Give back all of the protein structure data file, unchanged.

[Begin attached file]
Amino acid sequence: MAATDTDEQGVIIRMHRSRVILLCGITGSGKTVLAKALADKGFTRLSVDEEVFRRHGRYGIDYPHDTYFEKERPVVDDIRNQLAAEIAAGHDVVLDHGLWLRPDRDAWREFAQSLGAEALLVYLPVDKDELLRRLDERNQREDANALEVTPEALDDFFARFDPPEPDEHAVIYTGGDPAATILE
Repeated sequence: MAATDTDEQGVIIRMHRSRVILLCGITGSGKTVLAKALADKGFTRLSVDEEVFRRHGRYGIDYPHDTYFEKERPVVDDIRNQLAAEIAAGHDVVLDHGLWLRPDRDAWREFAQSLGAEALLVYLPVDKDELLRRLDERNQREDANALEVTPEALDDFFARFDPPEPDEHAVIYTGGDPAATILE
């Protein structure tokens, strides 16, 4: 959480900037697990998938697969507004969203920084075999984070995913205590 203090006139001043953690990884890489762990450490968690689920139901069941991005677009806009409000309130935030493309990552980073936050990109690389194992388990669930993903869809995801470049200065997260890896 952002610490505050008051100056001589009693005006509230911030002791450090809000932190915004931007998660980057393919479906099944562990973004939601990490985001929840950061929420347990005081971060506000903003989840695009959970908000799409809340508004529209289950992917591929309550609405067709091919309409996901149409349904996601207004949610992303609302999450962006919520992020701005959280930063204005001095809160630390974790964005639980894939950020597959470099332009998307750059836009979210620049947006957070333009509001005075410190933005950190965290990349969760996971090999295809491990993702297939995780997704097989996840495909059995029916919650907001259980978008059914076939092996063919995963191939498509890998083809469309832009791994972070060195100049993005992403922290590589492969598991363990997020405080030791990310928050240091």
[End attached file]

Amino acid sequence: MAATDTDEQGVIIRMHRSRVILLCGITGSGKTVLAKALADKGFTRLSVDEEVFRRHGRYGIDYPHDTYFEKERPVVDDIRNQLAAEIAAGHDVVLDHGLWLRPDRDAWREFAQSLGAEALLVYLPVDKDELLRRLDERNQREDANALEVTPEALDDFFARFDPPEPDEHAVIYTGGDPAATILE
Repeated sequence: MAATDTDEQGVIIRMHRSRVILLCGITGSGKTVLAKALADKGFTRLSVDEEVFRRHGRYGIDYPHDTYFEKERPVVDDIRNQLAAEIAAGHDVVLDHGLWLRPDRDAWREFAQSLGAEALLVYLPVDKDELLRRLDERNQREDANALEVTPEALDDFFARFDPPEPDEHAVIYTGGDPAATILE
């Protein structure tokens, strides 16, 4: 959480900037697990998938697969507004969203920084075999984070995913205590 203090006139001043953690990884890489762990450490968690689920139901069941991005677009806009409000309130935030493309990552980073936050990109690389194992388990669930993903869809995801470049200065997260890896 952002610490505050008051100056001589009693005006509230911030002791450090809000932190915004931007998660980057393919479906099944562990973004939601990490985001929840950061929420347990005081971060506000903003989840695009959970908000799409809340508004529209289950992917591929309550609405067709091919309409996901149409349904996601207004949610992303609302999450962006919520992020701005959280930063204005001095809160630390974790964005639980894939950020597959470099332009998307750059836009979210620049947006957070333009509001005075410190933005950190965290990349969760996971090999295809491990993702297939995780997704097989996840495909059995029916919650907001259980978008059914076939092996063919995963191939498509890998083809469309832009791994972070060195100049993005992403922290590589492969598991363990997020405080030791990310928050240091």